Red Hat kickstarts king-size Kubernetes cloud cost cuts

  • The Flaming Fedora fellowship said Red Hat OpenShift Service on AWS (ROSA) with hosted control plane reduces Kubernetes cluster costs by an average 20%

  • The hosted control plane manages all aspects of Kubernetes clusters, including deployment and security

  • It is available now on AWS and coming to Microsoft Azure in the second half of 2024

Red Hat claimed it can cut the cost of running Kubernetes clusters in the cloud by an average of 20% with its new Red Hat OpenShift Service on AWS (ROSA) with hosted control plane. It debuted the service this week during Amazon's annual Re:Invent conference.

The control plane does everything related to managing Kubernetes clusters, including deployment, expansion, contracting, communications and security. “The control plane is where all that is taken care of, as opposed to worker nodes, where you run the applications,” explained Stu Miniman, senior director of Red Hat Hybrid Platform, in a call with Silverlinings.

Separating a hosted control plane and worker nodes simplifies management and speed of building and deployment. To spin up a new cluster, you don’t have to spin up new control plane and worker nodes; you just have to turn up the worker nodes. Also, control planes can manage multiple clusters, Red Hat said.

Red Hat introduced the capability for a hosted control plane for OpenShift running in the data center in OpenShift 4.14, which was announced early this month and is shipping this week.


Now hosted control plane is also available in the cloud — specifically AWS. And it’ll be AWS-only for a while; while Red Hat does plan to expand to other clouds, the next, Microsoft Azure, is due in the second half of 2024.

“Based on the Hypershift project, hosted control planes help organizations reduce management costs, improve cluster provisioning time, overcome cluster scale limitations, enable self-service clusters for developers and strengthen security boundaries by decoupling control planes from workloads,” Red Hat said in its Nov. 6 OpenShift 4.14 announcement. Organizations “can run control planes on fewer nodes, providing both operational and cost efficiencies for customers.”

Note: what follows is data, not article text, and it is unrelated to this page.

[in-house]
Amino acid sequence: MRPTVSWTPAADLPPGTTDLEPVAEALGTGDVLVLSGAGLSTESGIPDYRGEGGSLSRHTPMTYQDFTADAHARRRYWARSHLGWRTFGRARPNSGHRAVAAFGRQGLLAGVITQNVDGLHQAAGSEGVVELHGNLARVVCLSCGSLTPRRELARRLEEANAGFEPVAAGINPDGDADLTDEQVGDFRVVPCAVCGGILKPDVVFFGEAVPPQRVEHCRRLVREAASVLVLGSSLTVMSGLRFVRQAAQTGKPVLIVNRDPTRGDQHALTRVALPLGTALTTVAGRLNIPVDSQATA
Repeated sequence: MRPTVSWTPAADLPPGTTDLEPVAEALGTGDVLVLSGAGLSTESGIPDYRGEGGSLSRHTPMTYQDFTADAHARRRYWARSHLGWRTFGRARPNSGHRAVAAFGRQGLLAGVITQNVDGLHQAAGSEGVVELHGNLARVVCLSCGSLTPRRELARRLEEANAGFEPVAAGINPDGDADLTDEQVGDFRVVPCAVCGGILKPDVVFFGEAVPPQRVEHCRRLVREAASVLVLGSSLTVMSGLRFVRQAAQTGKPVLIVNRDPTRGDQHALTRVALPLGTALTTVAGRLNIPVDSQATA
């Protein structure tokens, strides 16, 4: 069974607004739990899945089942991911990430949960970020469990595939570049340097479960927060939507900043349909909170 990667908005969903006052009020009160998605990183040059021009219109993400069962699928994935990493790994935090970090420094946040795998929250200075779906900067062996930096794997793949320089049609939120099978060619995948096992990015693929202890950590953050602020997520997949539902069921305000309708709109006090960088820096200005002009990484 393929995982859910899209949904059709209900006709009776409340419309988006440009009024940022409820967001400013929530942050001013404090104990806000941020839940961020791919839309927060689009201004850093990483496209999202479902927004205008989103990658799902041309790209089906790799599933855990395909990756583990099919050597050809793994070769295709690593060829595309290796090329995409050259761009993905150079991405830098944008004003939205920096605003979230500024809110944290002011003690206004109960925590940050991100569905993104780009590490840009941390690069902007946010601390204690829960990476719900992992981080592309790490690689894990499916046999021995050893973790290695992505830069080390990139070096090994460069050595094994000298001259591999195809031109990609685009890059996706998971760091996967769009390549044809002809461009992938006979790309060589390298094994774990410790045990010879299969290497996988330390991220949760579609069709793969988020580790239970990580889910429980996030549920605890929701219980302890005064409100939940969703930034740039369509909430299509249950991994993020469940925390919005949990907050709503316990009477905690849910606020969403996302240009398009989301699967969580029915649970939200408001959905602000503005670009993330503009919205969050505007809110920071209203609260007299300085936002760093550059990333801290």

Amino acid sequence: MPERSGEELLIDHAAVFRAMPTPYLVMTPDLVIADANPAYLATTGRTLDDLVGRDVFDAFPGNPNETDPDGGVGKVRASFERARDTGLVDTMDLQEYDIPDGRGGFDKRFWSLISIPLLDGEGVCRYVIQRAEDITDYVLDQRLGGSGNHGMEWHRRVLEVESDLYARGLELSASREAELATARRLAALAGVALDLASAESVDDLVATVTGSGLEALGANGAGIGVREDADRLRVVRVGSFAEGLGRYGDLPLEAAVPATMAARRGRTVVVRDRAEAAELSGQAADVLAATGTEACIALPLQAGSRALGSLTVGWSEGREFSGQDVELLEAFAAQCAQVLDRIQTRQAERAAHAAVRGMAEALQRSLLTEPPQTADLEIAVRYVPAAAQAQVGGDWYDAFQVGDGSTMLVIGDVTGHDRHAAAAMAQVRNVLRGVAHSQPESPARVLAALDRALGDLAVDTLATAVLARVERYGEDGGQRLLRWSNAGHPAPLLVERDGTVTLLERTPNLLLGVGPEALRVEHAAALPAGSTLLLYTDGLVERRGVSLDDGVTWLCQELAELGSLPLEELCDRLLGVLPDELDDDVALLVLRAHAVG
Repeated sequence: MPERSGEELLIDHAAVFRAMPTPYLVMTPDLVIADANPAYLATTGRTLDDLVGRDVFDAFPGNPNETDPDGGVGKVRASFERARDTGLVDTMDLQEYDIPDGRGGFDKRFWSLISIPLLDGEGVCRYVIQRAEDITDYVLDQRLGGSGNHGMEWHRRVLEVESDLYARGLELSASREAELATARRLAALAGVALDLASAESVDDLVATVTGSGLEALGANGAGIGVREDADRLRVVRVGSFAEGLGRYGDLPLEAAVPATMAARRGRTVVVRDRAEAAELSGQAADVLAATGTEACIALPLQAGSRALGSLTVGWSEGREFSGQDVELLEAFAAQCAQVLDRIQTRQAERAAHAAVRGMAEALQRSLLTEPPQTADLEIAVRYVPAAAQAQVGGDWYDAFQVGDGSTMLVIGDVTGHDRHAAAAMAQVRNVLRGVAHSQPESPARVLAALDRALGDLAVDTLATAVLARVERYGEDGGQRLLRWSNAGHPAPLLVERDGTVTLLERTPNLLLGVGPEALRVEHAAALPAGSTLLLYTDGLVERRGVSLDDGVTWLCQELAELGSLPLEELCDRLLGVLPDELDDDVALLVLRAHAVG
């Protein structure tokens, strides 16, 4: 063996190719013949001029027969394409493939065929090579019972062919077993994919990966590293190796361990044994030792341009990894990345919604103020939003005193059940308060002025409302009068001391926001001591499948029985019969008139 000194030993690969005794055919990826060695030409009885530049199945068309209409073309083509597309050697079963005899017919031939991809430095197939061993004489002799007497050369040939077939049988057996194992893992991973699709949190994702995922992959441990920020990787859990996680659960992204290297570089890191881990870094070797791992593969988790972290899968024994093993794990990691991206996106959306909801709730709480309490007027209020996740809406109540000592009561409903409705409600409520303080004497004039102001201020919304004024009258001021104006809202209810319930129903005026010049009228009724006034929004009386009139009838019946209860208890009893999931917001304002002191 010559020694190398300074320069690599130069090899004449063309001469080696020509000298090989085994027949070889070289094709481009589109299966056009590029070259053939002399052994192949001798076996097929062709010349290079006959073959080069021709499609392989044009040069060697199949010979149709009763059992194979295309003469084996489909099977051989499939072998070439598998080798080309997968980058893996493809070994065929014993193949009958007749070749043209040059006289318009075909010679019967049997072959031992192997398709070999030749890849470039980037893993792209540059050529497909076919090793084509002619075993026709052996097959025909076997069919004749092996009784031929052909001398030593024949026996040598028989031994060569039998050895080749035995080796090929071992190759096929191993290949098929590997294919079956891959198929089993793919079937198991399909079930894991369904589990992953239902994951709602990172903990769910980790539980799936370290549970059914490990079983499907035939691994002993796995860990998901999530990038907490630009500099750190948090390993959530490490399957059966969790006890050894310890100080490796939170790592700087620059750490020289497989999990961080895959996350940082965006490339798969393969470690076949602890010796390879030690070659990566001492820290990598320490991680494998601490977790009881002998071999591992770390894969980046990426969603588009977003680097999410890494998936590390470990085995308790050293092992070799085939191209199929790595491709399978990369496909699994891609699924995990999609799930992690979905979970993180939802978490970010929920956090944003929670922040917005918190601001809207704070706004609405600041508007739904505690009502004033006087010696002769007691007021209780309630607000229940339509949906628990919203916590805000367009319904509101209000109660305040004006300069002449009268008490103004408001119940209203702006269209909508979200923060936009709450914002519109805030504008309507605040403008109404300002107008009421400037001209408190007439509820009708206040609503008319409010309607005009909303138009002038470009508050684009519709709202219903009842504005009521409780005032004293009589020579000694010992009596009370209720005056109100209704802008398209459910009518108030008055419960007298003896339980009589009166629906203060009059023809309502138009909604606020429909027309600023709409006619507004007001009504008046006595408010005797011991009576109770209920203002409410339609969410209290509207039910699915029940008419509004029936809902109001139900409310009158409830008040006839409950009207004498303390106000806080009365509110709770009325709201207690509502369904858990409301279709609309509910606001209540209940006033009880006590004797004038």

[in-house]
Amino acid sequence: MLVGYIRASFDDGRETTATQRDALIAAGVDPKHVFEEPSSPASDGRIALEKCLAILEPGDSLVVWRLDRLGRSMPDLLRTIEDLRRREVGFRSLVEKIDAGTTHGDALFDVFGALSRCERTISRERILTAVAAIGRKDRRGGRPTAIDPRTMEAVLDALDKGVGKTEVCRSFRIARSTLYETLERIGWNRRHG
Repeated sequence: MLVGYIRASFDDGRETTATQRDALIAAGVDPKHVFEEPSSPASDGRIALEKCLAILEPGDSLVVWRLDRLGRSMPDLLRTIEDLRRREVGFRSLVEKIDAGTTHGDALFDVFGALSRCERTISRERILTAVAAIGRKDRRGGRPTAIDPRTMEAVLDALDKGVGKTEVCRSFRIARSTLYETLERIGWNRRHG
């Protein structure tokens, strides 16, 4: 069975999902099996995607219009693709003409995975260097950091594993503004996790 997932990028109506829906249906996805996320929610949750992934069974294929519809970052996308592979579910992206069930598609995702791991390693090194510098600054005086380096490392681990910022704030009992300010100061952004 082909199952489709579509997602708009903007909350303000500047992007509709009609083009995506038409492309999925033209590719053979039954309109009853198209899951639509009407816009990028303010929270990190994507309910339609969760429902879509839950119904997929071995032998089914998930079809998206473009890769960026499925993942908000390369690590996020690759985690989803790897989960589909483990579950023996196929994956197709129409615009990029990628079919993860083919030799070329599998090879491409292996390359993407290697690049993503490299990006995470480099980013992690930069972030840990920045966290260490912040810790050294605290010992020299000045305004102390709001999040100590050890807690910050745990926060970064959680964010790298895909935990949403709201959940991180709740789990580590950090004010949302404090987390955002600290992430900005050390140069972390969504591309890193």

Kind of a big deal

Organizations can save up to 30% on infrastructure management costs using OpenShift 4.14 and developers can experience time savings of up to 60% to increase productivity and enable teams to deliver applications faster, the company claimed.

In a blog post announcing the launch of ROSA with hosted control plane Wednesday, Red Hat said “deploying ROSA with hosted control planes users can reduce costs by 5x on average vs. hosting the control plane in their own cloud account,” which makes about as much sense as the joke from “Anchorman” about Sex Panther cologne—”60% of the time it works every time.”

However, in follow-up questioning by your intrepid Silverlinings reporter (in the tradition of Ron Burgundy), Red Hat clarified that the new ROSA with hosted control plane can reduce total costs by an average of 20%. Which (as Ron Burgundy said describing himself) is “kind of a big deal.”

ROSA was designed to make deploying and managing Kubernetes cluster simpler and less expensive by moving infrastructure to the cloud, and hosted control planes extends that simplification and cost savings, Red Hat said. ROSA lets users “build and deploy applications more quickly and with the scale of AWS — enabling users to focus on innovation rather than managing infrastructure,” Red Hat explained in its blog post.

ROSA with hosted control plane is a “very important” advance, said Holger Mueller, VP and principal analyst at Constellation Research. “It makes it easier for developers to look at code and not infrastructure, and thus is key for developer velocity, which all developers want and need.”

Red Hat faces competition from other vendors offering cross-platform Kubernetes infrastructure, including Google, with its Anthos offering, and Mirantis, Mueller added.